-30 Rock

4/29/13

Awesome thread.

1. Is there a reason you chose to work in London rather than NYC? I know London is the currenty trading capital of the world, but given how bad things are in Europe, do you have a desire to move to NYC in the near future?

2. Long-term, are you trying to transition to a macro hedge fund? Have you thought about doing an MBA or mfin/mfe?

4/29/13

mbavsmfin:

Awesome thread.

1. Is there a reason you chose to work in London rather than NYC? I know London is the currenty trading capital of the world, but given how bad things are in Europe, do you have a desire to move to NYC in the near future?

2. Long-term, are you trying to transition to a macro hedge fund? Have you thought about doing an MBA or mfin/mfe?

1. Primarily because, as you said, London is the FX center of the world. "How bad things are in Europe" really has no impact on me sitting in London relative to NY or Singapore/HK/Tokyo. By the way, if you were to look at periphery spreads, things in Europe are PEACHY.

2. Won't comment on the first part, but I will say in this job you find a wide range of people. Some like the MM side, it's stable (relatively of course), while others want to prove that they don't need flow to thrive. As far as MBA/MFin/MFE, never thought about it. It would be a waste of time if you have a good job in trading. They are most relevant if you are looking to transition to some other field (or from some other field into trading), and I'm not in that position.

Jack: They're all former investment bankers who were laid off from that economic crisis that Nancy Pelosi caused. They have zero real world skills, but God they work hard.
-30 Rock

4/29/13

Im surprised more people here aren't into trading currency as they are ideal for speculating purposes...does the infrastructure your bank provide you give you a big edge over a retail trader? I mean obviously, it does..but if you were to take 10,000 quid and trade it from your personal account, how do you think you'd fair?

alpha currency trader wanna-be

4/29/13

watersign:

Im surprised more people here aren't into trading currency as they are ideal for speculating purposes...does the infrastructure your bank provide you give you a big edge over a retail trader? I mean obviously, it does..but if you were to take 10,000 quid and trade it from your personal account, how do you think you'd fair?

I would love to say I'd kill it, but who knows. I've made money in the past, but could've just been lucky.

You have so much of an advantage you don't even know. You have an idea of where stops/tps are in the market, where large barriers/strikes are (all of which can actually drive price action... tail wagging dog style), see when big customers are putting on/stopping out of positions, have an idea when some px action might be due to some fix or corporate/M&A hedging. Even with all of this info, it's still difficult to monetise FX spot, and that's saying something.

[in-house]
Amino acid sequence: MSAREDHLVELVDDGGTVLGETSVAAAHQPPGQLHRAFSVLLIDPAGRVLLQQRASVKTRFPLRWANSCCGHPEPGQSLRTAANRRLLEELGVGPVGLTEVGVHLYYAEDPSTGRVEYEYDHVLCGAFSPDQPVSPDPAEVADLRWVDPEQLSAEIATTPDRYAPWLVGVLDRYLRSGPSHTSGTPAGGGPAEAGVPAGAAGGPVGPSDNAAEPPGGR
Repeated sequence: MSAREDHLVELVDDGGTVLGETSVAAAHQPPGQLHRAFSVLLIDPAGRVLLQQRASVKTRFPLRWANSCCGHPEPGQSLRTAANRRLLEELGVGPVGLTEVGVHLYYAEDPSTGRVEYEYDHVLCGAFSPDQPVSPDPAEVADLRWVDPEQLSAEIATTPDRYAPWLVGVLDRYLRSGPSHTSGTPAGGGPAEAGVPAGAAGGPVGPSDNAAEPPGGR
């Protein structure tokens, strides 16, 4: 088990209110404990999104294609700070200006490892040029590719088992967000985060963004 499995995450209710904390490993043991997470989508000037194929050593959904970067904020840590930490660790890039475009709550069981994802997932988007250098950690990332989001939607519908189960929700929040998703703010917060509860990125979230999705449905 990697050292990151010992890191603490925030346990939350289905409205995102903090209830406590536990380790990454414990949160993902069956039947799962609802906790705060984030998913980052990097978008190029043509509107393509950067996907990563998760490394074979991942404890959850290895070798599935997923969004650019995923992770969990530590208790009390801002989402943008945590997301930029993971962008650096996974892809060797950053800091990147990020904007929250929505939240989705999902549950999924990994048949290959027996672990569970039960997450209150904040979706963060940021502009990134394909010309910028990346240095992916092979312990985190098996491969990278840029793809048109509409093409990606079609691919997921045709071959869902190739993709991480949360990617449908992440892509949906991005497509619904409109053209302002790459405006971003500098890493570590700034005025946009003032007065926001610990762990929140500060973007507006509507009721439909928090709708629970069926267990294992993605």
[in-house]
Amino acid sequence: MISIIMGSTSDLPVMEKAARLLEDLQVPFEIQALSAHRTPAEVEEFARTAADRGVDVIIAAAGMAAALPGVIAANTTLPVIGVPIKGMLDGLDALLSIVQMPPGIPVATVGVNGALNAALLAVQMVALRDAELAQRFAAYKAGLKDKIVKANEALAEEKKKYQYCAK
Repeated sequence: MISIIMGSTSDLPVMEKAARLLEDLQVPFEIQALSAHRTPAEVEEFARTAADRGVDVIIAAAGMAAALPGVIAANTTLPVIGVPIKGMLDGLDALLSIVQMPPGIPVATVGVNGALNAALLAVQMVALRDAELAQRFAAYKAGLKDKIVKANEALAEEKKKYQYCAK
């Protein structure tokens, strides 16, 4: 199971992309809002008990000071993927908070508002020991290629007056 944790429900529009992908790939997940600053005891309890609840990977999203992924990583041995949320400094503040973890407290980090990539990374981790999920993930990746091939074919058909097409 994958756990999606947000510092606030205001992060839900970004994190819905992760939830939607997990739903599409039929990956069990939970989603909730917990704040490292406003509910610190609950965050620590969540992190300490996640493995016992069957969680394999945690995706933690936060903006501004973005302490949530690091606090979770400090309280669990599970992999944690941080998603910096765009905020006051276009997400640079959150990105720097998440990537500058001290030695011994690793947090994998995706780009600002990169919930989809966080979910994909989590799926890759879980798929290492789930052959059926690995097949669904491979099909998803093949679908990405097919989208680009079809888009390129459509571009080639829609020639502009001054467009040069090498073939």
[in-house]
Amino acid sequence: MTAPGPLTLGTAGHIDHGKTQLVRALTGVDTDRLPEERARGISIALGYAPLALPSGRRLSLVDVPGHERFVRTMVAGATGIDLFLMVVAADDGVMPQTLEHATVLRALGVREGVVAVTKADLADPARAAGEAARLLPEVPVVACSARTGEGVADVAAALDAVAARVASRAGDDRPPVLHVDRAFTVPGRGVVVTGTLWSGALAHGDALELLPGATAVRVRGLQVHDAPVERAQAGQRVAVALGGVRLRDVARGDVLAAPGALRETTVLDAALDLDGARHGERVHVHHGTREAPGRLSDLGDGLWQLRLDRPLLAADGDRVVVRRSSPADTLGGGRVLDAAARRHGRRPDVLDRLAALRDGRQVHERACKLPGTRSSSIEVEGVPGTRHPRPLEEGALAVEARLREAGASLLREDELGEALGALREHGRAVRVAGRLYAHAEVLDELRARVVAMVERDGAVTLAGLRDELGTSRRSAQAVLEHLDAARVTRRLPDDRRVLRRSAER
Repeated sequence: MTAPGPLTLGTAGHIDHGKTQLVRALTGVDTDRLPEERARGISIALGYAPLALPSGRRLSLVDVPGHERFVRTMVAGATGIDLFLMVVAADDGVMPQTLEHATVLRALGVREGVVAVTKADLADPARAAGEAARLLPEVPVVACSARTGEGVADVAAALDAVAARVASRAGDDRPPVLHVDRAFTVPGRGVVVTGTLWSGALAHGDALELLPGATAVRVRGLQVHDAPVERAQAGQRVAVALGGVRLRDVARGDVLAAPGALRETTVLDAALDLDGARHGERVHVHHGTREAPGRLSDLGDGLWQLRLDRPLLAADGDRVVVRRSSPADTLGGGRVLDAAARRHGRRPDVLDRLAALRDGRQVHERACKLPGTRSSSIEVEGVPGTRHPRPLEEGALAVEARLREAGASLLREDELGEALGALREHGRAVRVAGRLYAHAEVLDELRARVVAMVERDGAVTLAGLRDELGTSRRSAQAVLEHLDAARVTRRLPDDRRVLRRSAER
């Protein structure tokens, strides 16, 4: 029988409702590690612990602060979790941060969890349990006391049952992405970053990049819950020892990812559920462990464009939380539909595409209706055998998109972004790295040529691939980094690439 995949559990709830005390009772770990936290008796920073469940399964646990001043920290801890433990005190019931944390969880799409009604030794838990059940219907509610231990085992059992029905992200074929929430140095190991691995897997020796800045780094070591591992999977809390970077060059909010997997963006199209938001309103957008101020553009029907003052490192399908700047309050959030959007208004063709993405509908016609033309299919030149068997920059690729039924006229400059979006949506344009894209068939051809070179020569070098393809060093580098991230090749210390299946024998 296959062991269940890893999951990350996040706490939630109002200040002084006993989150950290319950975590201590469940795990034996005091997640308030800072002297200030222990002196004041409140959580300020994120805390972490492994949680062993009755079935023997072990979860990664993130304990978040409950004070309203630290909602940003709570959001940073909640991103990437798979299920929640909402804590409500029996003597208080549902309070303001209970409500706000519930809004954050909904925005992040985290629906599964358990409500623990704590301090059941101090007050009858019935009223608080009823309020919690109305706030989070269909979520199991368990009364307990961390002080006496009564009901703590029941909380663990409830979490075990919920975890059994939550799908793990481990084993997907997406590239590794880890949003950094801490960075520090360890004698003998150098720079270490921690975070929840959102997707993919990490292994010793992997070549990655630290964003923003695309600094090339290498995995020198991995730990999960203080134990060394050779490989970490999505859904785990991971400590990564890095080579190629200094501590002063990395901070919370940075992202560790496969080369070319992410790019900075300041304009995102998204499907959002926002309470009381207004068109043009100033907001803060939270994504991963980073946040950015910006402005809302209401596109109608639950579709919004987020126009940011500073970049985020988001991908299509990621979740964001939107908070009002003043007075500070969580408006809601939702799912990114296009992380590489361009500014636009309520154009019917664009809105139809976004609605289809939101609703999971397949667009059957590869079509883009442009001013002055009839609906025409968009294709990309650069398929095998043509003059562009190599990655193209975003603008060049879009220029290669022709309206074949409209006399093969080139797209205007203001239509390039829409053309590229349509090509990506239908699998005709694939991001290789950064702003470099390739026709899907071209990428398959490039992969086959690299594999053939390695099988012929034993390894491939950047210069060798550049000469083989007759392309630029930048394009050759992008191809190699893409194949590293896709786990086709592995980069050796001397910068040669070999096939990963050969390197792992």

Jack: They're all former investment bankers who were laid off from that economic crisis that Nancy Pelosi caused. They have zero real world skills, but God they work hard.
-30 Rock

4/29/13

Revsly:

watersign:

Im surprised more people here aren't into trading currency as they are ideal for speculating purposes...does the infrastructure your bank provide you give you a big edge over a retail trader? I mean obviously, it does..but if you were to take 10,000 quid and trade it from your personal account, how do you think you'd fair?

I would love to say I'd kill it, but who knows. I've made money in the past, but could've just been lucky.

You have so much of an advantage you don't even know. You have an idea of where stops/tps are in the market, where large barriers/strikes are (all of which can actually drive price action... tail wagging dog style), see when big customers are putting on/stopping out of positions, have an idea when some px action might be due to some fix or corporate/M&A hedging. Even with all of this info, it's still difficult to monetise FX spot, and that's saying something.

Thanks for answering.

So, what happens if someone off the street with no formal education walks in but has a killer track record trading their own FX account, granted its large enough. I really love trading forex and would love to one day work at a hedge fund, particularly one that trades currency/commodities specifically. I know it's super tough but making a winning trade is a fucking awesome feeling. What you say about instant gratification and knowing how you're doing immediately is why I want to be a trader....after working my last job as a data analyst at a marketing firm, it pains me to think about getting another boring office job where I spend 2/3 of my time looking busy instead of actually providing value and or making money. Thanks for doing this AMA, we don't see too many people here into foreign exchange as everyone here is hell bent on going to business school (which is a huge waste of time) and "exit opps"

Good traders don't need exit ops, they make their own :)

alpha currency trader wanna-be

4/29/13

watersign:

Revsly:
watersign:

Im surprised more people here aren't into trading currency as they are ideal for speculating purposes...does the infrastructure your bank provide you give you a big edge over a retail trader? I mean obviously, it does..but if you were to take 10,000 quid and trade it from your personal account, how do you think you'd fair?